This time: July 5-11
Previous installment: June 28-July 4
Numbers in parentheses indicate draft rounds. Visit our Draft Database for school and signing information. Subscribers can view scouting reports for many top picks as well as search for players by last name or state. Check out the Transactions Glossary for the key to deciphering the various inactive lists presented here.
Signed: C Matt Tupman
Recalled: RHP Leo Rosales, LHP Doug Slaten
Optioned to Triple-A: LHP Doug Slaten, 1B Brandon Allen
Option transferred: LHP Leyson Septimo (high Class A to Double-A)
Placed on 7-day DL: RHP Bobby Korecky, RHP Cesar Valdez, LHP Taylor Sinclair, C Ed Easley, SS Justin Parker, SS Yunesky Sanchez, OF Ryne White
Reinstated from inactive list: 3B Agustin Murillo
Murrillo, a Triple-A third baseman, returns from 50-game suspension for PED use.
Signed: RHP Patrick Currin
Released: 1B Kala Ka’aihue
Recalled: RHP Luis Valdez
Optioned to high Class A: RHP Tommy Hanson
Placed on 7-day DL: RHP Ryne Reynoso, LHP Edgar Osuna, C Jose Camarena, OF Jordan Schafer
Reinstated from DL: LHP Edgar Osuna, C Phillip Britton
The Braves optioned Hanson to make room for an extra body in the Atlanta bullpen, but they’ll recall the rookie righthander when second-half play commences. [...] Continue Reading »
ST. LOUIS—Thanks to XM Radio, I’ve been able to watch the last four Futures Games from field level, doing interviews during the game from the dugouts. This year, I was back in the U.S. dugout, and had some extra points that didn’t make it into our Twitter feed.
• Brett Wallace was our first interview during the long rain delay, and the Cardinals third baseman was outstanding to talk to. Wallace relayed that he stayed in touch with former Arizona State teammate Mike Leake, who was the Reds’ first-round pick this year, and made sure to reach out to Leake after his poor start against Texas in the College World Series. I’m paraphrasing here, but Wallace said he predicted to anyone who’d listen that Leake would get back on the mound and throw well in Omaha, and he did, throwing six solid innings and striking out seven on two days’ rest.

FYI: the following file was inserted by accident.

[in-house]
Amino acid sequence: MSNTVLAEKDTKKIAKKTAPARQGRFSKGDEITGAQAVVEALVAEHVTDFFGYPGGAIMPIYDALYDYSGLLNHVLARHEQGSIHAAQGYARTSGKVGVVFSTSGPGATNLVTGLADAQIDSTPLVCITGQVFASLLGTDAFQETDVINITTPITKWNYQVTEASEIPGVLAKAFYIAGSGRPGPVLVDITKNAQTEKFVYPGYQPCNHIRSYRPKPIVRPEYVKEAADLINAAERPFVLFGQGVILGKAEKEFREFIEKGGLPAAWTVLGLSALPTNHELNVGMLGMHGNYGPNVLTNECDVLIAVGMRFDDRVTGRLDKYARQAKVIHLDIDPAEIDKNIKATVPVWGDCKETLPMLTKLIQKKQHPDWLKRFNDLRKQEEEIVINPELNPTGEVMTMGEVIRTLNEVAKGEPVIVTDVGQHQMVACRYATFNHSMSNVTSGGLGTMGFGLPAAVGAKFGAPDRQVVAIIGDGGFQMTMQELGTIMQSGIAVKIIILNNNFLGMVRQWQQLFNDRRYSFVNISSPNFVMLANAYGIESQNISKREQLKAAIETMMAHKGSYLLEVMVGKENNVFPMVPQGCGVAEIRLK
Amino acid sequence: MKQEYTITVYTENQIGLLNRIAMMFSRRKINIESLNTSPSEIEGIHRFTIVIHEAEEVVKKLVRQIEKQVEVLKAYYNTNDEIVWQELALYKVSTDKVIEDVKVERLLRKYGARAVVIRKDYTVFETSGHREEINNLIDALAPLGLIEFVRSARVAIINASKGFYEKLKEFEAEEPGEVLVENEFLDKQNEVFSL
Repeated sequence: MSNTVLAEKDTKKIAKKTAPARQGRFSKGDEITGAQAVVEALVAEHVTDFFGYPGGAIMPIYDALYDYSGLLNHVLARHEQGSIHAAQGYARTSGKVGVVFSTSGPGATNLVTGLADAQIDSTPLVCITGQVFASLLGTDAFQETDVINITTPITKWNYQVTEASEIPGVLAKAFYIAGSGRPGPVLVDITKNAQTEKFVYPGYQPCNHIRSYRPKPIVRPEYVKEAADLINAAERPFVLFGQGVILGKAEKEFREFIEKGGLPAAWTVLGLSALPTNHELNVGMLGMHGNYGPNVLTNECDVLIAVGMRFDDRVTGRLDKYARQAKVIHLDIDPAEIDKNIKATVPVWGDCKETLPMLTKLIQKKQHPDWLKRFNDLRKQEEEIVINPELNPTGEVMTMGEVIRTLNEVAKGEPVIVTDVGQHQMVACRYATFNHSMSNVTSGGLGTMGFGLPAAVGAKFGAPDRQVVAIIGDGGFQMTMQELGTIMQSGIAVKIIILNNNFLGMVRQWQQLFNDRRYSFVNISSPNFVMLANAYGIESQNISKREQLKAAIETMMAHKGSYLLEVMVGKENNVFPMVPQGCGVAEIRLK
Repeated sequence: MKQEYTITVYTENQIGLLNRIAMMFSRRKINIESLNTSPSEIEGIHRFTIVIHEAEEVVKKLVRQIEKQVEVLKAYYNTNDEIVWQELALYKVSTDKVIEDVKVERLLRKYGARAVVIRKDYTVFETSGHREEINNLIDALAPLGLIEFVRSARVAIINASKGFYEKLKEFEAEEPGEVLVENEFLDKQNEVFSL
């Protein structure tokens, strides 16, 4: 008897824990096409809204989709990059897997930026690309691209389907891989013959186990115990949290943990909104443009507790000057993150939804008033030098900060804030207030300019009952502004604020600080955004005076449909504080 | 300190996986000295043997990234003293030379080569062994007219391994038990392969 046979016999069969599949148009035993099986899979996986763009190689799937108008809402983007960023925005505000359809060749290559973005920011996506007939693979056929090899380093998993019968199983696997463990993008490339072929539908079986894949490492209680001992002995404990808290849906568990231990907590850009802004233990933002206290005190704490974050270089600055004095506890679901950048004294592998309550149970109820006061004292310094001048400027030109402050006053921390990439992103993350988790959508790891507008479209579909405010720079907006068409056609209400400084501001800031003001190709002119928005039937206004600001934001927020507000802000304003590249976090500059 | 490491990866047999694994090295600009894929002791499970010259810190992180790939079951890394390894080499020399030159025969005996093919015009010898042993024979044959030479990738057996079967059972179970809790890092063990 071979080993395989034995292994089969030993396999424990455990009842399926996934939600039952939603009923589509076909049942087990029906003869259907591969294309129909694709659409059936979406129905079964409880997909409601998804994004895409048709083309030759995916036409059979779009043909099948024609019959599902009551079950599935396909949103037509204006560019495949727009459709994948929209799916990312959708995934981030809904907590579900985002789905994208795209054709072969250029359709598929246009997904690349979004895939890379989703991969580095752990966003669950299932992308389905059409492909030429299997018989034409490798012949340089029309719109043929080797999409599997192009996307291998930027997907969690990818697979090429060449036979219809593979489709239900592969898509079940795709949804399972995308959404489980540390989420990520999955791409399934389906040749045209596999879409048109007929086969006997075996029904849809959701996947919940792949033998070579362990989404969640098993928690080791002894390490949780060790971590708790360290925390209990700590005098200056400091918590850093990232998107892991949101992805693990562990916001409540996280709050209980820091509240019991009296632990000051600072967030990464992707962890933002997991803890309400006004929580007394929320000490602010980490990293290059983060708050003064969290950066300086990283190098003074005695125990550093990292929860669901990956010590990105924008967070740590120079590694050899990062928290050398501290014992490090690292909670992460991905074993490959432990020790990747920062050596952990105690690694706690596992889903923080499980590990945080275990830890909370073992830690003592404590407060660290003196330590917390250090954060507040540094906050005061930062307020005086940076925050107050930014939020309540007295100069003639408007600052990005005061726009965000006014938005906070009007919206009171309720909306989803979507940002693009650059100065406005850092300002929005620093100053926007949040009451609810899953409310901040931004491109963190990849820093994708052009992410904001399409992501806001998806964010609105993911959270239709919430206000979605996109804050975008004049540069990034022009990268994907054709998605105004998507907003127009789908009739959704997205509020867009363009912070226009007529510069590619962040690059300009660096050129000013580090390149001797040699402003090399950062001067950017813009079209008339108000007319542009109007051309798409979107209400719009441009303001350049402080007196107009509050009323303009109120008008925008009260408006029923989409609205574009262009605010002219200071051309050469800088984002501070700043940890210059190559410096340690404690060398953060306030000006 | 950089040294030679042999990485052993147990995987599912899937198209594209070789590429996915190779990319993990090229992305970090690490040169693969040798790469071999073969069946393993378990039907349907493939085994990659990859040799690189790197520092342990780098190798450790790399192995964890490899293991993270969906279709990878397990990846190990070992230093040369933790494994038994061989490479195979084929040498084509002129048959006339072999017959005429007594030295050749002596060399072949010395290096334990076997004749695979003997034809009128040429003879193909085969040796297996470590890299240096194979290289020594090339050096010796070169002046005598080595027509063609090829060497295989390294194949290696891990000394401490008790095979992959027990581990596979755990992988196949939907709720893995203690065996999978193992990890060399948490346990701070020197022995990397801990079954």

I got Wallace’s attention by asking him if he’d gotten a pregame brawl started prior to the Futures Game, as Arizona State staged before losing the 2008 super-regional to Fresno State. Wallace rolled his eyes but was a tremendous sport anyway during the interview, to his credit. [...] Continue Reading »
The U.S. got the go-ahead run to the plate in the bottom of the seventh, but J.C. Sulbaran (Reds) ultimately held on for a 7-5 World victory. Working with a 90-92 mph fastball, Sulbaran easily retired Daryl Jones (Cardinals) on a foulout and Jason Castro (Astros) on a pop to center. He walked Mike Stanton (Marlins) and Danny Espinosa (Nationals) to add some drama, and then Jemile Weeks (Athletics) tried to redeem for his error in the top of the seventh by smashing a liner to deep center. Tyson Gillies (Mariners), who moved to center for the seventh, went back and caught it to end the game.
Two poor defensive plays by the U.S. helped the World take the lead with four runs in the seventh. Brett Lawrie (Brewers) led off with a sharp double to left, went to third on an infield hit by Starlin Castro (Cubs) and scored on a wild pitch by Trevor Reckling (Angels). Castro was on second base with one out when Alcides Escobar (Brewers) chopped a grounder up the middle. U.S. second baseman Jemile Weeks (Athletics) gloved the ball and tried to flip it to shortstop Danny Espinosa (Nationals) in an attempt to hold Castro at third, but the ball got way. Castro scored and Escobar took second. Reckling struck out Tyson Gillies (Mariners) looking on a curveball and gave way to Brad Lincoln (Pirates).
Pinch-hitter Rene Tosoni (Twins) doubled off the glove of first baseman Chris Carter (Athletics), who lived up to his reputation as a defensively-challenge player. Dayan Viciedo (White Sox) followed with another double, giving the World a 7-5 lead with a half-inning to go.
Chia-Jen Lo (Astros) almost had a seven-pitch bottom of the sixth, but third baseman Dayan Vicieco (White Sox) sailed a throw over first baseman Alex Liddi (Mariners) with two out for a two-base error. After reaching Desmond Jennings (Rays) stole third–a Futures Game record?–and Josh Vitters (Cubs) and Chris Carter (Athletics) drew walks to load the bases. Lo buckled down and struck out Scott Sizemore (Tigers) on 95-mph fastballs to keep it a two-run game.
Casey Kelly (Red Sox) continued to reinforce the notion that he has a brighter future as a pitcher than as a shortstop. He needed just eight pitches to get out of the sixth innings, getting all three outs with a 93-94 mph fastball: a comebacker by Dayan Viciedo (White Sox) and flyouts by Carlos Santana (Indians) and Nick Weglarz (Indians).
Luis Perez (Blue Jays) got two quick outs in the bottom of the fifth, but he couldn’t close the door before the U.S. took the lead. Scott Sizemore (Tigers) singled off a changeup, Daryl Jones (Cardinals) singled off a 91-mph fastball and then Jason Castro (Astros) jumped on a curveball, drilling a three-run homer down the line for a 5-3 advantage.